The beneficial and fascinating gecko

StoryImage( ‘/Images/Story//Auto-img-11757116393118.jpg’, ‘Photo by Dr. Robert A. Hedeen’, ‘A gecko waits patiently for its next meal (note that a new tail has recently been regenerated).‘);
StoryImage( ‘/Images/Story//Auto-img-117571170129346.jpg’, ‘Photo courtesy of Harris‘, ‘This Madagascar Gecko is one of 800 different species of geckos on a worldwide basis, with about eight found the United States.‘);

Anthropomorphism means endowing lower animals with human traits, and that is all right with me so long it is confined to such creatures as Mickey Mouse, Donald Duck, or Bugs Bunny. But I become irritated when TV commercials aimed at adults star lower animals speaking English and driving snappy convertible cars. Such is the case where a gecko is the star of a commercial that is intended to persuade me to buy the car insurance of a company with a name similar to gecko.

Geckos are lizards that are found in warm parts of the world, and, unlike other lizards who make only a hissing sound, make a grunting noise that to some sounds like “gecko”; hence the name gecko.

About 800 different species of geckos on a worldwide basis, with about eight found the United States. These lizards prefer warm climates, and many of the different ones found in the U.S. have been introduced, especially in Florida. They do not occur naturally north of the Mason-Dixon Line, and are certainly not venomous as some believe.

This is a varied family of reptiles, and it is impossible to make statements, without becoming too technical, that will apply to all of them. However, a majority of them have some interesting things in common. One of these features is that they have an adhesive pad on each of their toes. This enables them to climb smooth, vertical places in search of insects on which they primarily feed. The pads are so efficient a gecko can move across a ceiling in search of prey. The pupils of the eyes are elliptical, and there is no obstruction, bone or otherwise, between the ears. So, if you hold up one of these gentle animals and look in one ear, you can see through the head to the other side. A few other lizards also have this “window” in the head.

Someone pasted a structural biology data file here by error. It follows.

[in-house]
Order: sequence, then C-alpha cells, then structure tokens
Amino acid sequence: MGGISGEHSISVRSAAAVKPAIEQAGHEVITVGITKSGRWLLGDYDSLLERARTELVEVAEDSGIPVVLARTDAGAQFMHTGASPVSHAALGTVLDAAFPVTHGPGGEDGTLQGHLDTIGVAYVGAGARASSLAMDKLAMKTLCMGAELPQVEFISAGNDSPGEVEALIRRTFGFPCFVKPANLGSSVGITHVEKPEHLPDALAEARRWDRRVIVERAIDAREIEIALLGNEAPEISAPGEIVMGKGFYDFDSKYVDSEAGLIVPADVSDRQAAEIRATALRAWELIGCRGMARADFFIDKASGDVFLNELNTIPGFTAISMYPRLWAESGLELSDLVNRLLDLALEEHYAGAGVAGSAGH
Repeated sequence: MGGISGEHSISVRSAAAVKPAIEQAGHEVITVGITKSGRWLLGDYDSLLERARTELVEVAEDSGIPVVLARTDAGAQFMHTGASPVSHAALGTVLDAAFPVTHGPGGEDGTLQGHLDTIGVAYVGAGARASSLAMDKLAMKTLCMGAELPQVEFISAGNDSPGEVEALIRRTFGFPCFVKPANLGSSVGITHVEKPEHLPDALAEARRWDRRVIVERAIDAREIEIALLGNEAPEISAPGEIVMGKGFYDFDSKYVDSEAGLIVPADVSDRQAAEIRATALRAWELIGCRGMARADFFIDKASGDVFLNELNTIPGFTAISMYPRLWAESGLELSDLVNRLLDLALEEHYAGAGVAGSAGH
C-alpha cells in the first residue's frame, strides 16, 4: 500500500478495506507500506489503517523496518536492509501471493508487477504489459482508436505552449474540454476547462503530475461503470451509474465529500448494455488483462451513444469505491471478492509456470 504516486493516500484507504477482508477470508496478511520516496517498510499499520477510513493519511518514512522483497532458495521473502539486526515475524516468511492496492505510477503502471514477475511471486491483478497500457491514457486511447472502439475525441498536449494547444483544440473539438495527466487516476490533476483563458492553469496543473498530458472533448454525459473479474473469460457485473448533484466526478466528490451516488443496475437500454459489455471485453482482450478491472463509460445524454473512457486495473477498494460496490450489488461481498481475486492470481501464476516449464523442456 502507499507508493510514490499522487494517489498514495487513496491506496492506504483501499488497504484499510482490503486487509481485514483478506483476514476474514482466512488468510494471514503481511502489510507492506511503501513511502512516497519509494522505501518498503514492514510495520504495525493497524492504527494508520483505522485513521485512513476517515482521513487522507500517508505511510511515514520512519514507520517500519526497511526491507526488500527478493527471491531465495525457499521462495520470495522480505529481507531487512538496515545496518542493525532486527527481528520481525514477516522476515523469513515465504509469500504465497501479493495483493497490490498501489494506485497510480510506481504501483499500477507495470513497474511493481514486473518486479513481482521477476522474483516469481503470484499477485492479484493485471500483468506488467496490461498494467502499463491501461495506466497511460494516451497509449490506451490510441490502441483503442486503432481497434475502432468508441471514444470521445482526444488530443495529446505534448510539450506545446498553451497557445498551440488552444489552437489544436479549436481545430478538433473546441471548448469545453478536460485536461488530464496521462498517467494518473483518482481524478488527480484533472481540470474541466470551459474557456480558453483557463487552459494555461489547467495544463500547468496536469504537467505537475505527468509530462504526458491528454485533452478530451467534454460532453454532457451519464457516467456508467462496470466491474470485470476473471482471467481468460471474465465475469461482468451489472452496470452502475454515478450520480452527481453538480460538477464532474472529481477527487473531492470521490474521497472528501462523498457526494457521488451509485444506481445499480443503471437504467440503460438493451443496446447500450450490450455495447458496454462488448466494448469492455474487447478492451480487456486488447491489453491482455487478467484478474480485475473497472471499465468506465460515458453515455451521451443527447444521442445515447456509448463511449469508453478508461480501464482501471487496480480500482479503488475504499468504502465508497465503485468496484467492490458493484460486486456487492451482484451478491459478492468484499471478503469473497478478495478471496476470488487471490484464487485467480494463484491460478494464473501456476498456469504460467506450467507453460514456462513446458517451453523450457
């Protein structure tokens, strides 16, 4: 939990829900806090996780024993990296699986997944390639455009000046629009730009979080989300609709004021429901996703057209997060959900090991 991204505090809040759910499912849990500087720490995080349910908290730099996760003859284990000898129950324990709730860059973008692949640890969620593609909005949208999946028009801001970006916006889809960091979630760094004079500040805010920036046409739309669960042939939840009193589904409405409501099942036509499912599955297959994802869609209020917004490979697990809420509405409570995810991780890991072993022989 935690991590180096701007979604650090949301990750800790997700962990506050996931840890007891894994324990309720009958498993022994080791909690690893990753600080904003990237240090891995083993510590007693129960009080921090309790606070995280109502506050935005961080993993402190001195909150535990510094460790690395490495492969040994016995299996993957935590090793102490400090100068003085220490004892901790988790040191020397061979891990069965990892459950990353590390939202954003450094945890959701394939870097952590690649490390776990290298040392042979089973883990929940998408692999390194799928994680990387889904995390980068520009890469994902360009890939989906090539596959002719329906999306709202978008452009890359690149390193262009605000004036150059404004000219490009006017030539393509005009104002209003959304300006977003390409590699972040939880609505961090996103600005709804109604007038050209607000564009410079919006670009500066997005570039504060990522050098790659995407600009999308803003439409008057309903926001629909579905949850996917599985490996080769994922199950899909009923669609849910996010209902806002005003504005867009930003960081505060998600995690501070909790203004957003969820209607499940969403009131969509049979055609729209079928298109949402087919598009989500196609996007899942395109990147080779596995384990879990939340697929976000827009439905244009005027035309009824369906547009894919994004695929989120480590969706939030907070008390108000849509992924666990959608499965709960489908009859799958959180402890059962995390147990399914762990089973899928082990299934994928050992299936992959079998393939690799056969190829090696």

Most geckos are nocturnal in habit, coming out of their daytime hiding places at dusk to search for food. I recall an incident that happened some years ago when I was part of a team investigating the movement of a Jungle Yellow Fever vector mosquito northward through Mexico toward the United States. I was staying in the only “hotel” in a small Mexican town, and amused myself one evening by watching a gecko move across the ceiling of the room capturing flies for its dinner. It appeared that the lizard only was attracted to a fly when it moved and would then close in and secure it with its thick, sticky tongue.

In many parts of the world, geckos are encouraged to take up residence in a dwelling where they act as an unpaid exterminator of flies, cockroaches, moths, ants and other household invaders. For this reason, geckos are probably the most tolerated and encouraged group of lizards, and, in some societies, they are considered to be sacred animals.

Geckos are popular as pets and several mail-order companies offer various types for sale along with instructions for their care. Apparently, geckos are rather easy to breed in captivity, and most of the companies offering them for sale state the ones they sell are “home bred” individuals.

As with many other lizards, geckos have a special group of circular muscles around the base of their tail that are used to neatly amputate the tail if caught by a predator. They have no special organs of defense, and it is rare to find a gecko in nature with a complete tail. Once the tail is snipped off, it regenerates itself rapidly. It would be nice if humans also had this power of regeneration in order that a lost arm, leg, finger toe would grow back if severed.

Dr. Robert Hedeen is a former resident of Maryland’s eastern shore and resided in the Chicago area from 1960 to 1971. He is a retired professor emeritus of biological sciences in the University of Maryland system. He has published more than 30 scientific papers, has written numerous magazine articles, and is the author of two books on the natural history of the Chesapeake Bay.

from the April 4-10, 2007, issue

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